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Paleobiological Implications of the Ardipithecus ramidus Dentition

Gen Suwa et al.

Teeth are highly resilient to degradation and therefore are the most abundant specimens in the primate fossil record. The size, shape, enamel thickness, and isotopic composition of teeth provide a wealth of information about phylogeny, diet, and social behavior. Ardipithecus ramidus was originally defined in 1994 primarily on the basis of recovered teeth, but the sample size was small, limiting comparison to other primate fossils. We now have over 145 teeth, including canines from up to 21 individuals. The expanded sample now provides new information regarding Ar. ramidus and, using comparisons with teeth of other hominids, extant apes, and monkeys, new perspectives on early hominid evolution as well.

In apes and monkeys, the male's upper canine tooth usually bears a projecting, daggerlike crown that is continuously sharpened (honed) by wear against a specialized lower premolar tooth (together these form the C/P3 complex). The canine tooth is used as a slicing weapon in intra- and intergroup social conflicts. Modern humans have small, stublike canines which function more like incisors.

All known modern and fossil apes have (or had) a honing C/P3 complex. In most species, this is more developed in males than females (in a few species, females have malelike large canines, either for territorial defense or for specialized feeding). The relatively large number of Ar. ramidus teeth, in combination with Ethiopian Ar. kadabba, Kenyan Orrorin, and Chadian Sahelanthropus [currently the earliest known hominids at about 6 million years ago (Ma)], provide insight into the ancestral ape C/P3 complex and its evolution in early hominids.

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Dentitions from human (left), Ar. ramidus (middle), and chimpanzee (right), all males. Below are corresponding samples of the maxillary first molar in each. Red, thicker enamel (~2 mm); blue, thinner enamel (~0.5 mm). Contour lines map the topography of the crown and chewing surfaces.

In basal dimensions, the canines of Ar. ramidus are roughly as large as those of female chimpanzees and male bonobos, but their crown heights are shorter (see figure). The Ar. ramidus sample is now large enough to assure us that males are represented. This means that male and female canines were not only similar in size, but that the male canine had been dramatically “feminized” in shape. The crown of the upper canine in Ar. ramidus was altered from the pointed shape seen in apes to a less-threatening diamond shape in both males and females. There is no evidence of honing. The lower canines of Ar. ramidus are less modified from the inferred female ape condition than the uppers. The hominid canines from about 6 Ma are similar in size to those of Ar. ramidus, but (especially) the older upper canines appear slightly more primitive. This suggests that male canine size and prominence were dramatically reduced by ~6 to 4.4 Ma from an ancestral ape with a honing C/P3 complex and a moderate degree of male and female canine size difference.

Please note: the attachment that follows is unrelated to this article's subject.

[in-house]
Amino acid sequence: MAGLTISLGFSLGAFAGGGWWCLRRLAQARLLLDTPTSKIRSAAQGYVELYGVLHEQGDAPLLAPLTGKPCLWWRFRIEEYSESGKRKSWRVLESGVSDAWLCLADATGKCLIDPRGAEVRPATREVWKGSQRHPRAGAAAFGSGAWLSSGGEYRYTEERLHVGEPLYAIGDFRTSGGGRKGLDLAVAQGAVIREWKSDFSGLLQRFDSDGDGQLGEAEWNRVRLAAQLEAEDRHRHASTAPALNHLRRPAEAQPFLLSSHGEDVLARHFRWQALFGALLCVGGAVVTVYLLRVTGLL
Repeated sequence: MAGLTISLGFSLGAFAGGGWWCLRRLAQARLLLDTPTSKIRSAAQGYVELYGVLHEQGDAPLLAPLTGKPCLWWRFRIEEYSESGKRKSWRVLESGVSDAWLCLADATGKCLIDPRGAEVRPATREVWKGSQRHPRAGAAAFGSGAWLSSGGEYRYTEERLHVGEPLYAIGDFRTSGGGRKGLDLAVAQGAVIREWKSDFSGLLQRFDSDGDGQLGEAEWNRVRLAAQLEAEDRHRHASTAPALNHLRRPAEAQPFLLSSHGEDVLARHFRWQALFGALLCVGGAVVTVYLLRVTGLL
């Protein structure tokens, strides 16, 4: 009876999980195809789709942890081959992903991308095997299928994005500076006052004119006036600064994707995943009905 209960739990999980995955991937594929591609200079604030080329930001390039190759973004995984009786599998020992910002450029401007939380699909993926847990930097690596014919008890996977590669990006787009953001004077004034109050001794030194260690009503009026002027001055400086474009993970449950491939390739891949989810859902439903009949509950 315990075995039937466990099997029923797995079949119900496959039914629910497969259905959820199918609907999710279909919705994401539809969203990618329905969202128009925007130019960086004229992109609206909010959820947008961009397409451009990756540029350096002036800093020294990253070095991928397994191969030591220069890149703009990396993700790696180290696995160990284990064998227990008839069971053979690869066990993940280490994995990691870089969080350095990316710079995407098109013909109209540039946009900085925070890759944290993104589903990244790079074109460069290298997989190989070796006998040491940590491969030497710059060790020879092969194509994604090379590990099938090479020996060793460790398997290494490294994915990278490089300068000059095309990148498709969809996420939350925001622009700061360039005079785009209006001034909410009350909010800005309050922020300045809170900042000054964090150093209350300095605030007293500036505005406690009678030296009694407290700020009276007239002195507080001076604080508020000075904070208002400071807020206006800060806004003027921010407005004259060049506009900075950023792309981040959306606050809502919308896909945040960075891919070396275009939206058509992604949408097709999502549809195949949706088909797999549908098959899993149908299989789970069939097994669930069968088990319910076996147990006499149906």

In modern monkeys and apes, the upper canine is important in male agonistic behavior, so its subdued shape in early hominids and Ar. ramidus suggests that sexual selection played a primary role in canine reduction. Thus, fundamental reproductive and social behavioral changes probably occurred in hominids long before they had enlarged brains and began to use stone tools.

Thick enamel suggests that an animal’s food intake was abrasive; for example, from terrestrial feeding. Thin enamel is consistent with a diet of softer and less abrasive foods, such as arboreal ripe fruits. We measured the enamel properties of more than 30 Ar. ramidus teeth. Its molar enamel is intermediate in thickness between that of chimpanzees and Australopithecus or Homo. Chimpanzees have thin enamel at the chewing surface of their molars, whereas a broad concave basin flanked by spiky cusps facilitates crushing fruits and shredding leaves. Ar. ramidus does not share this pattern, implying a diet different from that of chimpanzees. Lack of thick enamel indicates that Ar. ramidus was not as adapted to heavy chewing and/or eating abrasive foods as were later Australopithecus or even Homo. The combined evidence from the isotopic content of the enamel, dental wear, and molar structure indicates that the earliest hominid diet was one of generalized omnivory and frugivory and therefore differed from that of Australopithecus and living African apes.

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